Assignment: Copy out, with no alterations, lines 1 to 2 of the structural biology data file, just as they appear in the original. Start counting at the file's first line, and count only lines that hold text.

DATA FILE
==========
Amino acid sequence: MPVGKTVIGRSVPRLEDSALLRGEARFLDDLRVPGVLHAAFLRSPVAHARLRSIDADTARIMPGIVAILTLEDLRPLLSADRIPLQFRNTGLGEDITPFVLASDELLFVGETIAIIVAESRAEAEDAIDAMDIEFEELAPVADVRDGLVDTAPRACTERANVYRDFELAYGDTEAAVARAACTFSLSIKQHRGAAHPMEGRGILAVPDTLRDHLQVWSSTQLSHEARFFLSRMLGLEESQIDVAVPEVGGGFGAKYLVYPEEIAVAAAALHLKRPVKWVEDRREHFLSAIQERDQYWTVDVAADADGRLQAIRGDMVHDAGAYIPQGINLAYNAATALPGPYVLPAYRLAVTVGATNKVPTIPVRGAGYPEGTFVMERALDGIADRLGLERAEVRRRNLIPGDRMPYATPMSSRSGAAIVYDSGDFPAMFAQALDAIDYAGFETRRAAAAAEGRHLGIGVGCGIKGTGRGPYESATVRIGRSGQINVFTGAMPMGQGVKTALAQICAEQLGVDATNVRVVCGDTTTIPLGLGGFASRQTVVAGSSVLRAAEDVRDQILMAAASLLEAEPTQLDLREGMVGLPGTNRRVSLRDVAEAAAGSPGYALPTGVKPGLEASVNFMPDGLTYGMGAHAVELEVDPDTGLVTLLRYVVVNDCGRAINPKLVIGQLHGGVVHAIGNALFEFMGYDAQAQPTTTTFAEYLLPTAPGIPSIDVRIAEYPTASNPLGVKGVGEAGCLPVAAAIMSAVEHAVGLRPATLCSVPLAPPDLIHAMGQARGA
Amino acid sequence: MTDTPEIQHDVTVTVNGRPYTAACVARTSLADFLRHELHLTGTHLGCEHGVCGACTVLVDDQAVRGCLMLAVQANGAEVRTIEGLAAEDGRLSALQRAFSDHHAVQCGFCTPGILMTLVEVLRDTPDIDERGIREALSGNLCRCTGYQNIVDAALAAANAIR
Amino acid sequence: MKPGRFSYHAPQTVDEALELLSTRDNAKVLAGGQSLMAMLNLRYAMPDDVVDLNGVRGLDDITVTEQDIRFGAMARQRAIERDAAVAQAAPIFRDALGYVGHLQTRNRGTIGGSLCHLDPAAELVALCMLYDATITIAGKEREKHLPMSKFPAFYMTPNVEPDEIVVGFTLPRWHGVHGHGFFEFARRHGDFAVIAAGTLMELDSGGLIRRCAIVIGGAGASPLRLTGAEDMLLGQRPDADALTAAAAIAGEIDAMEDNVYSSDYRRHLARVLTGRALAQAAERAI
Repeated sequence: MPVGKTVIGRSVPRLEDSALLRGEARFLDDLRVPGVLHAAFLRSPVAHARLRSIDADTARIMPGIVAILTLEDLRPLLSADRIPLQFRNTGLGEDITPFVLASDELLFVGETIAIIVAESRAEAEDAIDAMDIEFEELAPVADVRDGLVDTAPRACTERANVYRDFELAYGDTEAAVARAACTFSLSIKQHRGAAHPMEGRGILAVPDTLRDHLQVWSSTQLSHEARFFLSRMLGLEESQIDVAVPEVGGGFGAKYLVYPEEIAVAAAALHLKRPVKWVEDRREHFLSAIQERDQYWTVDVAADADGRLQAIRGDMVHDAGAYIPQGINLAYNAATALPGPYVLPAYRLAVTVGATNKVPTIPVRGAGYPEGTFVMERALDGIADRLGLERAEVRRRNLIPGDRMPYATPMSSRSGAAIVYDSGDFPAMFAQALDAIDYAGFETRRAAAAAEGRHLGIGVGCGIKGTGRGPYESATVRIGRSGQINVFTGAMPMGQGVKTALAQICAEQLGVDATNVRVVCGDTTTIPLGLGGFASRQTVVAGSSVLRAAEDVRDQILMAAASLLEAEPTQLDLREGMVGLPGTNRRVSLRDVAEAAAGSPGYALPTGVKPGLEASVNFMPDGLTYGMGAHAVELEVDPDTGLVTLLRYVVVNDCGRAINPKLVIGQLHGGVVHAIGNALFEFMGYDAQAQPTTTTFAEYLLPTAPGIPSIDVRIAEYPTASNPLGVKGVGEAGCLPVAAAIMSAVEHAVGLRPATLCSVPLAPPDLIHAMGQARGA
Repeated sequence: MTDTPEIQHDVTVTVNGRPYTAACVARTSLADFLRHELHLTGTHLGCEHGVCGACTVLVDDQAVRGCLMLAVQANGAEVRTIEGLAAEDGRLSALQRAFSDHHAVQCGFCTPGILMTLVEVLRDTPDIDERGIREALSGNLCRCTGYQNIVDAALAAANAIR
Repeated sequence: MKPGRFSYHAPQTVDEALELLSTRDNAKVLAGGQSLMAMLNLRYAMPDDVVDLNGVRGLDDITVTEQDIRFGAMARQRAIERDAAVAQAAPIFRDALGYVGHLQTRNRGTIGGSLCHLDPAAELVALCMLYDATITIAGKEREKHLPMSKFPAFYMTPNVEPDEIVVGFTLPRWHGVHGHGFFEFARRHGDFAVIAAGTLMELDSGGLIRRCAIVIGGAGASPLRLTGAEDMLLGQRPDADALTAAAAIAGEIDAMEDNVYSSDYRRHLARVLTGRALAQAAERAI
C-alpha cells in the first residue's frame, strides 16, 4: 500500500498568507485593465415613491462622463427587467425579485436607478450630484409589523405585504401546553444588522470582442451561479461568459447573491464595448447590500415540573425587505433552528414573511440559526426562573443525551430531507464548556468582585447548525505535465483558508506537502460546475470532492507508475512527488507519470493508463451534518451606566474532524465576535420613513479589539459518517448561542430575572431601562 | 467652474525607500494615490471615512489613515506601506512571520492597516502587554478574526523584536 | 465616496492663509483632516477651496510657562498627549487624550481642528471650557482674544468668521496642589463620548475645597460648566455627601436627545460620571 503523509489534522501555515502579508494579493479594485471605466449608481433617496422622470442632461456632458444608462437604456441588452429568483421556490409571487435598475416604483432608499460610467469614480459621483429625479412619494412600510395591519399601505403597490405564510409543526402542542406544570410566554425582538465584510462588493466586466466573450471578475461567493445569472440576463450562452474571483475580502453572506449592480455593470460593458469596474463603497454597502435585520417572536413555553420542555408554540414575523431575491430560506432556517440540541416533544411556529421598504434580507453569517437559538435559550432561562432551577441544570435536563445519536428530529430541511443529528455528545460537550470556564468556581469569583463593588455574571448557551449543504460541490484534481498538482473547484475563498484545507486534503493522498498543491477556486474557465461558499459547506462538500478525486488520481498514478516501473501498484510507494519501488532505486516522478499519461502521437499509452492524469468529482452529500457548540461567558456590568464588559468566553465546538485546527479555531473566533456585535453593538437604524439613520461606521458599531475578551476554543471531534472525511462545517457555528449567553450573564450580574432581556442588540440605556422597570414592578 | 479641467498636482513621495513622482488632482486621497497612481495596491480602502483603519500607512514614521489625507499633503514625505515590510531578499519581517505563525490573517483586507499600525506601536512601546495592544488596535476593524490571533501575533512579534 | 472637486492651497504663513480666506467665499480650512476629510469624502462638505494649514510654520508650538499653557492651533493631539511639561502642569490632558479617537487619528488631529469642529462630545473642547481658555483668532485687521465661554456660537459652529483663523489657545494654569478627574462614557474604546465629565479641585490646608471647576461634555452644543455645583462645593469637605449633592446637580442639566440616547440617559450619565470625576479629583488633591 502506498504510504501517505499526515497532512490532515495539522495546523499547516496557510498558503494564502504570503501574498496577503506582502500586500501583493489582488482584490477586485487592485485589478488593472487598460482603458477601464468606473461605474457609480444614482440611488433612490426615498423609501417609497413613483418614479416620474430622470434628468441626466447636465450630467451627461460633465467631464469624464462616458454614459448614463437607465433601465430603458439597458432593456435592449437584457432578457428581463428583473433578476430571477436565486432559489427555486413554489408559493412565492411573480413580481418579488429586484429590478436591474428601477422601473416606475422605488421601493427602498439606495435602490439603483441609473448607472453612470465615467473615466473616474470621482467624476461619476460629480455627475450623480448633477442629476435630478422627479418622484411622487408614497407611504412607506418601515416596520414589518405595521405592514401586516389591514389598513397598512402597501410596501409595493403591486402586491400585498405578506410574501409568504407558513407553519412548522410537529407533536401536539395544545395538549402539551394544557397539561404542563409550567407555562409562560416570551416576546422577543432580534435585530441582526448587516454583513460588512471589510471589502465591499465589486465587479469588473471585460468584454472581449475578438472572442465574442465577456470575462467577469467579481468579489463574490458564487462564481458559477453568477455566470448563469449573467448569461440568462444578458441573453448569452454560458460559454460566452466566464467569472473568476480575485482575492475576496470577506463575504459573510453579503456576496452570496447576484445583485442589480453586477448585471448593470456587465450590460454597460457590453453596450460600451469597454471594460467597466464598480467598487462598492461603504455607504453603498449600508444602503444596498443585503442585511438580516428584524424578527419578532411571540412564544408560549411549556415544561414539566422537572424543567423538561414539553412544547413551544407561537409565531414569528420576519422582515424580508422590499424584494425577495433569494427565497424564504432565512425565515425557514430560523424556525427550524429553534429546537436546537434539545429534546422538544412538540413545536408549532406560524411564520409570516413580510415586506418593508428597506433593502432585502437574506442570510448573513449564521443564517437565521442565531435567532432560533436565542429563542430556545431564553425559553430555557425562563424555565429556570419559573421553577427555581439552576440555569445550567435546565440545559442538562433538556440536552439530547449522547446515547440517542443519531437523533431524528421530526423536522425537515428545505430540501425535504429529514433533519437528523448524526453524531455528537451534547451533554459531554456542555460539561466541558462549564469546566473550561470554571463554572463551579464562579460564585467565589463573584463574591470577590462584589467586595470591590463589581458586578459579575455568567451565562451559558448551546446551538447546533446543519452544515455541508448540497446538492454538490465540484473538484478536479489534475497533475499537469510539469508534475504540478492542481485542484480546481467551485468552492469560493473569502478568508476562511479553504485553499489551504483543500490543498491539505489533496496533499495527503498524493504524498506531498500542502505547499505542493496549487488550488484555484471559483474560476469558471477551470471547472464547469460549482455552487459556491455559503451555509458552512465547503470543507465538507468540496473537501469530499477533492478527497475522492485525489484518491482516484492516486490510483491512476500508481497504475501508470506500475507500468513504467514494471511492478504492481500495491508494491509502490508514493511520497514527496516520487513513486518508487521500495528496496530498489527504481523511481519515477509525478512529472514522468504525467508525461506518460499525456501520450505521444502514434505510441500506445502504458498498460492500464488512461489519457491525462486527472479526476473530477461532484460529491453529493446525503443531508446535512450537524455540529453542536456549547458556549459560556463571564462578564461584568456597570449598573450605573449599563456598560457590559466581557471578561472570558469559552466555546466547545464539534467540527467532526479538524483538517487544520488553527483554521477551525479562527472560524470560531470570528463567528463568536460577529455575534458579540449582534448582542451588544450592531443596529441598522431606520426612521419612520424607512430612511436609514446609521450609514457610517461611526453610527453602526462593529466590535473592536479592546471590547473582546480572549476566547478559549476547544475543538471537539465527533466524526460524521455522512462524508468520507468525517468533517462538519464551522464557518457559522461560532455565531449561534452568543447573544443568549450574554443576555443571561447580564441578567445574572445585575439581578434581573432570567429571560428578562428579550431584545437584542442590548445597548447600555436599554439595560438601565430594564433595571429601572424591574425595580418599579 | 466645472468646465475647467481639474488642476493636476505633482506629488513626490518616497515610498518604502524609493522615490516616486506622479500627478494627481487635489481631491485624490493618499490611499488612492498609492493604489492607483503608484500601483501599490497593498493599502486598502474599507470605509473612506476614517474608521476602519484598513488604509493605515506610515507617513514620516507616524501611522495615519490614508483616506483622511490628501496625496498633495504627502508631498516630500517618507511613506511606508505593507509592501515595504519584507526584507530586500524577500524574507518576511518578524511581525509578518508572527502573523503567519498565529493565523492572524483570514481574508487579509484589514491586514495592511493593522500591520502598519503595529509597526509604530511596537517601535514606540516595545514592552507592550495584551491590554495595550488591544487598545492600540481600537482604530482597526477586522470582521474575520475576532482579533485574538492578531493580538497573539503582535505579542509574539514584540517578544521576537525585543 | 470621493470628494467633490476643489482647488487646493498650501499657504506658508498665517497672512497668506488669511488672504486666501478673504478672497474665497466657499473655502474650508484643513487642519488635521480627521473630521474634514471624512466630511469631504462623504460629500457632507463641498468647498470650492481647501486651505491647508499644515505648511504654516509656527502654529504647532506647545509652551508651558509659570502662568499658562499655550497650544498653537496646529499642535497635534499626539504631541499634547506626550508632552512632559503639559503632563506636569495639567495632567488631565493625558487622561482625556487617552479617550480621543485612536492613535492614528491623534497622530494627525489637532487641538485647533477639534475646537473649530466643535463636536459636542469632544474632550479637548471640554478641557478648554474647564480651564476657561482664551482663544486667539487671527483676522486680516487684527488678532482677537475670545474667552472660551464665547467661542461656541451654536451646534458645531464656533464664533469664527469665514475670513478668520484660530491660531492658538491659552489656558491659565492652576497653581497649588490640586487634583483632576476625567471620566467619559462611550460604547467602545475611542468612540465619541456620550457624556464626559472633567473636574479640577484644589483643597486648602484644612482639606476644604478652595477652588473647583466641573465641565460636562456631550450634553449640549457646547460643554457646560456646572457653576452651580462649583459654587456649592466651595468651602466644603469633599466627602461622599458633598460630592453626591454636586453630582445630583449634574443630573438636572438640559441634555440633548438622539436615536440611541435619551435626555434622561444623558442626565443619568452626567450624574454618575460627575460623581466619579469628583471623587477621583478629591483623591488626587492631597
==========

Amino acid sequence: MPVGKTVIGRSVPRLEDSALLRGEARFLDDLRVPGVLHAAFLRSPVAHARLRSIDADTARIMPGIVAILTLEDLRPLLSADRIPLQFRNTGLGEDITPFVLASDELLFVGETIAIIVAESRAEAEDAIDAMDIEFEELAPVADVRDGLVDTAPRACTERANVYRDFELAYGDTEAAVARAACTFSLSIKQHRGAAHPMEGRGILAVPDTLRDHLQVWSSTQLSHEARFFLSRMLGLEESQIDVAVPEVGGGFGAKYLVYPEEIAVAAAALHLKRPVKWVEDRREHFLSAIQERDQYWTVDVAADADGRLQAIRGDMVHDAGAYIPQGINLAYNAATALPGPYVLPAYRLAVTVGATNKVPTIPVRGAGYPEGTFVMERALDGIADRLGLERAEVRRRNLIPGDRMPYATPMSSRSGAAIVYDSGDFPAMFAQALDAIDYAGFETRRAAAAAEGRHLGIGVGCGIKGTGRGPYESATVRIGRSGQINVFTGAMPMGQGVKTALAQICAEQLGVDATNVRVVCGDTTTIPLGLGGFASRQTVVAGSSVLRAAEDVRDQILMAAASLLEAEPTQLDLREGMVGLPGTNRRVSLRDVAEAAAGSPGYALPTGVKPGLEASVNFMPDGLTYGMGAHAVELEVDPDTGLVTLLRYVVVNDCGRAINPKLVIGQLHGGVVHAIGNALFEFMGYDAQAQPTTTTFAEYLLPTAPGIPSIDVRIAEYPTASNPLGVKGVGEAGCLPVAAAIMSAVEHAVGLRPATLCSVPLAPPDLIHAMGQARGA
Amino acid sequence: MTDTPEIQHDVTVTVNGRPYTAACVARTSLADFLRHELHLTGTHLGCEHGVCGACTVLVDDQAVRGCLMLAVQANGAEVRTIEGLAAEDGRLSALQRAFSDHHAVQCGFCTPGILMTLVEVLRDTPDIDERGIREALSGNLCRCTGYQNIVDAALAAANAIR